It started with a DM.
"Is this photo legit bro?"
And so landed one of the most confusing photos I've seen in all my years of WhatsApp group chats and Hotmail chains.
A cropped photo showing two Dallas Cowboys, one apparently holding a football, and in the background a headsetted middle-aged man, wearing what looked like an orange glove, and donning the classic 1994-95 Australia A green-and-gold cricket jersey. Shooting stars and all. Under the picture, a caption: I want this guy's autograph. This is the 1996 Super Bowl by the way.
Painfully aware of the Cowboys' tragic trophy drought since the 1995 season, the next move was to check their Super Bowl roster. No. 92 was clear enough to spot, Tony Tolbert. But the player with the ball was either No. 24 or No. 34.
The Cowboys didn't roster the latter that season, leaving us with No. 24: Larry Brown, MVP of Super Bowl XXX.
A Super Bowl MVP? That meant there'd be pictures in the archives.
A quick search in Getty Images for "Larry Brown Super Bowl XXX", a short scroll, and there it was.
Confirmation in all its verified glory.
The original photo.
The first step was ticked off. The photo was real, and someone really had worn that iconic Australia A jersey on the sidelines as Brown raced away with his dynasty-crowning interception for the Cowboys.
But who was this man?
With Ask Jeeves long since retired, there was only one move to make. Ask Twitter.
Alright Twitter we have a legitimate NFL x Cricket mystery to solve:— Laurie Horesh (@LaurieHoresh) January 21, 2020
Who is this absolute hero wearing a 1994/95 Australia A cricket jersey on the sideline of Super Bowl 30, as MVP Larry Brown runs back an interception for the Cowboys?
(Photo: Peter Brouillet/Getty) pic.twitter.com/LBzG4htCjq
The retweets and comments steadily grew, many celebrating this bastion of sporting attire for the pioneer he truly is.
But then came a link to a 2012 ESPN Front Row article about the man in "orange sleeves" seen on Monday Night Football: Dick Shafter, "Timeout Producer" or commercial coordinator, the ad break liaison between the TV truck and the officials.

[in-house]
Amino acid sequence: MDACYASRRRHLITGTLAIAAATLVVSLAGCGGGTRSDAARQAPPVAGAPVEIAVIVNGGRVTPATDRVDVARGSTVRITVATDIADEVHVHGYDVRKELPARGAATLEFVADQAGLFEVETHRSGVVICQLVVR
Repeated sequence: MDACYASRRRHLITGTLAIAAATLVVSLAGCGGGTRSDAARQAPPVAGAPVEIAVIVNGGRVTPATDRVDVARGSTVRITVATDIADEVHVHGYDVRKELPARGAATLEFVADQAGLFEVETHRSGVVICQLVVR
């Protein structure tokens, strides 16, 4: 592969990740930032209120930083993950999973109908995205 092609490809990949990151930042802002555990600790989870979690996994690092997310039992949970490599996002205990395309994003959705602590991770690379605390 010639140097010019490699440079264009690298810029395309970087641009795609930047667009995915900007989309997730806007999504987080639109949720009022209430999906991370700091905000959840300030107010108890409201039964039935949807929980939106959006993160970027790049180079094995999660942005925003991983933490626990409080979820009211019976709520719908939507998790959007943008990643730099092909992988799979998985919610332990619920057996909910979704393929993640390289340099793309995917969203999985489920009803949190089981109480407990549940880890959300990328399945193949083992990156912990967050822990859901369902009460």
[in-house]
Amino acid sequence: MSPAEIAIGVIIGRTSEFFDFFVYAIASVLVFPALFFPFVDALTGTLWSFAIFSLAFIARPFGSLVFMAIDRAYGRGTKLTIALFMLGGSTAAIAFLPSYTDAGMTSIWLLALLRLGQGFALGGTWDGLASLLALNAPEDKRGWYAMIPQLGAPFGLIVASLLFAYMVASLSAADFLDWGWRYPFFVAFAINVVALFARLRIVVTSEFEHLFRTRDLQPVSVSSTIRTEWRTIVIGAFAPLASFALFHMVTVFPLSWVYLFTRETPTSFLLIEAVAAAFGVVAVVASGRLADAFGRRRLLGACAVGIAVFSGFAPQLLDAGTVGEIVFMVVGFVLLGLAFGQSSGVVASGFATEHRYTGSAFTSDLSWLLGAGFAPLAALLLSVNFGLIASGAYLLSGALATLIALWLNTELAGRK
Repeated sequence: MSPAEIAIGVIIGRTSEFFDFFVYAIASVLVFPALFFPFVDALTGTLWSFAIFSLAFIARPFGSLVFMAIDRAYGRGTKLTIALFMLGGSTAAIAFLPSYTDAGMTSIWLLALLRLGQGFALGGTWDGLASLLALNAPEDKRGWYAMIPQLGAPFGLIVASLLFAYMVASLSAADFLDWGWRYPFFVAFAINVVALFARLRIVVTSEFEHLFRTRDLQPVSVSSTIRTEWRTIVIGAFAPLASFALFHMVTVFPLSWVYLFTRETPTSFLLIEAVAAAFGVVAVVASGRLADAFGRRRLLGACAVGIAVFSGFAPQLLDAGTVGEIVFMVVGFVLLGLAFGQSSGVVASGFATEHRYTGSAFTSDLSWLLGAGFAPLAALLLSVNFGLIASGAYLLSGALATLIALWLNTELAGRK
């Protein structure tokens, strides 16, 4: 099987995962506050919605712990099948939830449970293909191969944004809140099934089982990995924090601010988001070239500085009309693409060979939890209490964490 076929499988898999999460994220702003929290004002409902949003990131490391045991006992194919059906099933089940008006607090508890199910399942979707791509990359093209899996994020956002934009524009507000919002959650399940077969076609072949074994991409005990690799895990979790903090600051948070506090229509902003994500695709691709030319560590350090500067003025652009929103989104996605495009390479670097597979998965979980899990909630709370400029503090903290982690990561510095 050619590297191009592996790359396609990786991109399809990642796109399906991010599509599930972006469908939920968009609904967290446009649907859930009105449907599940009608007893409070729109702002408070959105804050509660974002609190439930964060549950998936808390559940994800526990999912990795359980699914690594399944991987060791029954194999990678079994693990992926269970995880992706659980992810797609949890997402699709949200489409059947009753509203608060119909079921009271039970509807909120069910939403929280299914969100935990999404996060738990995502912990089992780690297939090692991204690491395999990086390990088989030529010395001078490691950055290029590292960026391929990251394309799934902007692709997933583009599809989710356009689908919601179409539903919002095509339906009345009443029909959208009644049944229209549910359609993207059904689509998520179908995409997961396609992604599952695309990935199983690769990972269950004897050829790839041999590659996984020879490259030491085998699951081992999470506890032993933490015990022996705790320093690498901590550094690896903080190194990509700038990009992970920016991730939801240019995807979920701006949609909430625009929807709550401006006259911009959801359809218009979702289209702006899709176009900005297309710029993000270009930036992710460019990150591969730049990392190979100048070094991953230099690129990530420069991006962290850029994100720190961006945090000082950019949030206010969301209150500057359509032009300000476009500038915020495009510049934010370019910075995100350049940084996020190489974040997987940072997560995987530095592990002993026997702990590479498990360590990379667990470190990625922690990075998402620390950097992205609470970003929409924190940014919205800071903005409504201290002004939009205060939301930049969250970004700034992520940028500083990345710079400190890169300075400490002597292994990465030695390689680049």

Now we had the man's job. But was Shafter working the sideline for the 1995 season finale?
After checking with multiple sources, sliding into DMs, calling across the globe, and hearing from Shafter himself, the answer:
So, where to next? Calls to the NFL and emails to NBC provided hope but no firm response.
And then, out of the blue, Twitter came through once again. A sports broadcaster named Paul Merca and a woman named Robin Hadder reached out stating that it was her husband Jimmy, a veteran of eight Super Bowls and current Timeout Producer for CBS, donning the shirt. With that came a phone number, and a text message from across the Pacific. This time the answer was:
Jimmy Hadder, based in Idaho, confirmed that it was him wearing the classic jersey, having spent two years in Australia decades ago.
"I worked in Oz for 2 years and got into the game, BIG TIME!!! Watched International ODIs at every oval except Hobart. Ready for the IPL season.
"BTW, Alan Border [sic] was an overrated player."
Other than affinity for his time on Australia, why that jersey though?
"Both the colors AND the pattern... I have to be seen on the sidelines by the referee.
"I did wear a different Australia ODI shirt for the Super Bowl in Tampa."
And with that, one of the most unique Super Bowl mysteries in Australian sporting culture had been solved, unveiling a fashion hero in Jimmy Hadder, sideline veteran of more than 500 NFL games, and now forever a cult hero on the other side of the world.